Building a Robust Rail Engineering Capability
When I first joined SMRT, I set a goal of building a robust rail engineering capability within SMRT Trains. To do so, we aim to strengthen three key areas: people, process and technology. Three and a half years on, this goal is still an on-going journey. The two areas of process and technology are straightforward enough, as part of SMRT’s rail improvement efforts.
To strengthen our processes, we adopt a life cycle approach to all our critical assets in trains, track, traction power, signalling and communication systems. Such an approach requires us to work closely with the Land Transport Authority (LTA) to better manage the timeliness of asset renewal for such hardware. Each renewal presents us with opportunities to improve the inherent design reliability, availability and maintainability (RAM) of the assets leveraging on the operational experience that our staff have accumulated over the past three decades. As part of process enhancement, we also decided to review our maintenance regime regularly over the asset life cycle. Instead of blindly following manufacturers’ maintenance manuals, the revised preventive maintenance tasks must take into account field experience and local operating context, such as asset age, utilisation patterns, environmental conditions and operational requirements.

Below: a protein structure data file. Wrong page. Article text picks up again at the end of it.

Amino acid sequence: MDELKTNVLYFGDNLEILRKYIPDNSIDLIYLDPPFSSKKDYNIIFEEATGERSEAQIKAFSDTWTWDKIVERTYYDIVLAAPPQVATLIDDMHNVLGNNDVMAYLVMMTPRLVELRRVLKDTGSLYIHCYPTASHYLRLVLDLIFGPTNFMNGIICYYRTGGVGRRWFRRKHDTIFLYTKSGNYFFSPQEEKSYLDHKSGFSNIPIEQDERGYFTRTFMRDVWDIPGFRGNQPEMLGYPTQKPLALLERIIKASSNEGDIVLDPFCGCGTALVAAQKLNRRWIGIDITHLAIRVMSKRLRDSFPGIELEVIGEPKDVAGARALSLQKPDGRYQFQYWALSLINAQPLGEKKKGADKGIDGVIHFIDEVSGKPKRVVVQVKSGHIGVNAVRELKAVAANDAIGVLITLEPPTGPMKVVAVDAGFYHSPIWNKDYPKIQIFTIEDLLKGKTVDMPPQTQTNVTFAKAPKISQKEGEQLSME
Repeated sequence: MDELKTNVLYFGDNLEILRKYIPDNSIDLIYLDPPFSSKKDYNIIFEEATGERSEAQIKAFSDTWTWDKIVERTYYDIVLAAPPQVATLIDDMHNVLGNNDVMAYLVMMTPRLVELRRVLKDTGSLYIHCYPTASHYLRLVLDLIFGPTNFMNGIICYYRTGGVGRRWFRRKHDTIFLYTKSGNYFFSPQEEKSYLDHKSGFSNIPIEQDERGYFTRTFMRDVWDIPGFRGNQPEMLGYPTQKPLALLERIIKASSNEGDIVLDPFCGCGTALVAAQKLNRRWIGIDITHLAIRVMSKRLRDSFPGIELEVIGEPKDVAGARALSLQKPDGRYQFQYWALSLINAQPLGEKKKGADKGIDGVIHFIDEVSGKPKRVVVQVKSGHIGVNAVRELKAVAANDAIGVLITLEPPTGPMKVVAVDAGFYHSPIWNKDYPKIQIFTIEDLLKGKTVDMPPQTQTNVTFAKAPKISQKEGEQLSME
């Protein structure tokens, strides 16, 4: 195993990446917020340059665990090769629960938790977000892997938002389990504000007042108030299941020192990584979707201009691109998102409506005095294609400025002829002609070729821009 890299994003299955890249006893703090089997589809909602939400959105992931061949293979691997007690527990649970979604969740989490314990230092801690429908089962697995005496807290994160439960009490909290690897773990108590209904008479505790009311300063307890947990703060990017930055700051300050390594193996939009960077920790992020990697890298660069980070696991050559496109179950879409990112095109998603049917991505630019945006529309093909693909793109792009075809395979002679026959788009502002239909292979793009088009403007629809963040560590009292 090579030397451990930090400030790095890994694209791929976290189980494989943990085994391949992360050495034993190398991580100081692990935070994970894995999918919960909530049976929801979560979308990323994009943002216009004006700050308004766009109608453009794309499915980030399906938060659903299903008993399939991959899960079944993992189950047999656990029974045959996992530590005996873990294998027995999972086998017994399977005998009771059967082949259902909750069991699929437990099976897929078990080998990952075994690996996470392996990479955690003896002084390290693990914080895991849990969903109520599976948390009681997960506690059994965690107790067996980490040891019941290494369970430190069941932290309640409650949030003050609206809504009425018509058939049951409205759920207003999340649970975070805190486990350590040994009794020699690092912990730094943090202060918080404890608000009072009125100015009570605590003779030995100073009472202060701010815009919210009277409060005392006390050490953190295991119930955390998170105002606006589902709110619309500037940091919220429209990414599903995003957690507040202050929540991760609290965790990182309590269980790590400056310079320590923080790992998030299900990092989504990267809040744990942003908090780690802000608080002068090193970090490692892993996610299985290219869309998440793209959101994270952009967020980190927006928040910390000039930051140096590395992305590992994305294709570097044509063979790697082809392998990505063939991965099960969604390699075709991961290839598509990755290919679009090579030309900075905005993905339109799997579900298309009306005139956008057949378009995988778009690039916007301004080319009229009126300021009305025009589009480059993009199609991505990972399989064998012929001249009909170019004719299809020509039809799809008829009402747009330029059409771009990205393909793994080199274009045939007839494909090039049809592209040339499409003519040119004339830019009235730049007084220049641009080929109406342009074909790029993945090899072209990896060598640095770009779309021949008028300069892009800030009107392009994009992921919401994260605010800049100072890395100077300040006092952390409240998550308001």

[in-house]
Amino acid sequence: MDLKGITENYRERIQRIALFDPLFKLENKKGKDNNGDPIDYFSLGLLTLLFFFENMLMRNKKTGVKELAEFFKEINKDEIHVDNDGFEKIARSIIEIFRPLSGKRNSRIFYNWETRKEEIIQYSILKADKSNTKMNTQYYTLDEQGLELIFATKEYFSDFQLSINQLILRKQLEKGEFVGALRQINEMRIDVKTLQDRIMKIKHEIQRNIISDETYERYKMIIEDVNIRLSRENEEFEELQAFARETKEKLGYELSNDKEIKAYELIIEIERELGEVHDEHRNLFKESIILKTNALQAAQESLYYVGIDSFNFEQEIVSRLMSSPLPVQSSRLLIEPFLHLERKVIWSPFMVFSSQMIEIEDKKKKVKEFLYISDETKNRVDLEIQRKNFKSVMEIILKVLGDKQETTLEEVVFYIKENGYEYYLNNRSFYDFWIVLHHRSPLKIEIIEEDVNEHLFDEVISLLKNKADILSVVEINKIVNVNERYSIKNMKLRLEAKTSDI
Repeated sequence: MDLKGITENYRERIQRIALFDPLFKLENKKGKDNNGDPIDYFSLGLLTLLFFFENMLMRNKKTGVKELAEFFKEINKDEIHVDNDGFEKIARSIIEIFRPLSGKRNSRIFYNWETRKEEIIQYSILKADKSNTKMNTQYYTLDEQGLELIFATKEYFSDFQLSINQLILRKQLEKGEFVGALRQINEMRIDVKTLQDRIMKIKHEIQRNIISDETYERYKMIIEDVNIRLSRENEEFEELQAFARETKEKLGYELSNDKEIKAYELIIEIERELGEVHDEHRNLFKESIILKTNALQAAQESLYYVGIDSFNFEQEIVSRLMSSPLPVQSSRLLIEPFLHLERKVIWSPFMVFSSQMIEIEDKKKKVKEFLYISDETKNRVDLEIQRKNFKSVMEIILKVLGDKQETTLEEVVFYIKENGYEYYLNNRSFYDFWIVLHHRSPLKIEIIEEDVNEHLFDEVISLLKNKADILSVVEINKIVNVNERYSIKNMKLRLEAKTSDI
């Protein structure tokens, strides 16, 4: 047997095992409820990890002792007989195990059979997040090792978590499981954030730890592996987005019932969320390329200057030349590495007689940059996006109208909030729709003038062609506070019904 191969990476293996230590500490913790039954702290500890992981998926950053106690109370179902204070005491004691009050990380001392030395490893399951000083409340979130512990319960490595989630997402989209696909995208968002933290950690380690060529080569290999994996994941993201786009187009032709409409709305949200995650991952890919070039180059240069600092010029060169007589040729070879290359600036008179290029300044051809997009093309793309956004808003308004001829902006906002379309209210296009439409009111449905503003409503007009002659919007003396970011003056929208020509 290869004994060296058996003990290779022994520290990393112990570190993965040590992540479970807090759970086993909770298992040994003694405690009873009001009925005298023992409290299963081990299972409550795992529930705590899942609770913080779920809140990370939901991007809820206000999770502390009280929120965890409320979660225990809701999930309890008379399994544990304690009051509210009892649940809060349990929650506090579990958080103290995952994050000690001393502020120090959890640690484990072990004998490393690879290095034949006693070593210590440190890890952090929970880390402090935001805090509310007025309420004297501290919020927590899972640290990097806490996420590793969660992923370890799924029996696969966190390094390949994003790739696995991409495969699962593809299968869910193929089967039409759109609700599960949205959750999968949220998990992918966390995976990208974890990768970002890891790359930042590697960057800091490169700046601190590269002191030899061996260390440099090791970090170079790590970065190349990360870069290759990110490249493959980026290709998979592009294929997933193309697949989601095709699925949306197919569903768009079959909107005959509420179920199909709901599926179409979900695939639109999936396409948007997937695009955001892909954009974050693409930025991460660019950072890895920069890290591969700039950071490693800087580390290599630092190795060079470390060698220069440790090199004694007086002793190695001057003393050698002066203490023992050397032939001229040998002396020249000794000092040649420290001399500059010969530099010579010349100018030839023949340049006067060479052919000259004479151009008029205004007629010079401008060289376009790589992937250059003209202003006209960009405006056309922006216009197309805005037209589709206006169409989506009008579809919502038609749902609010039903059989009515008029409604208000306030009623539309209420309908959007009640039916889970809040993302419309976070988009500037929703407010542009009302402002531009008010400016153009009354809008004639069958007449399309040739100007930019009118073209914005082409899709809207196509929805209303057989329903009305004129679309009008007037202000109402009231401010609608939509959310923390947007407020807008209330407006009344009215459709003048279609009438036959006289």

To enhance the use of technology, we adopt a predictive maintenance approach. This means that we collect data and information on asset conditions and use analytical tools to project how long more the assets can last before they need to be replaced, what additional maintenance efforts are needed to ensure that the assets will continue to perform reliably until they are replaced. Traditional railway maintenance relies heavily on engineering hours to run specialised engineering vehicles on the rail network to collect these data and information. However, given the limited engineering window, the same track location is only surveyed once every few months. Today’s technology allows us to equip passenger trains with on-board sensors and survey the same track location at a much higher frequency. All these translate into opportunities for better maintenance performance.
Hardware and heartware
Hardware issues are being addressed through better work processes. At the same time, more extensive fielding of technology, such as railway condition monitoring devices, complement work processes so that maintenance and renewal efforts are done more efficiently and effectively.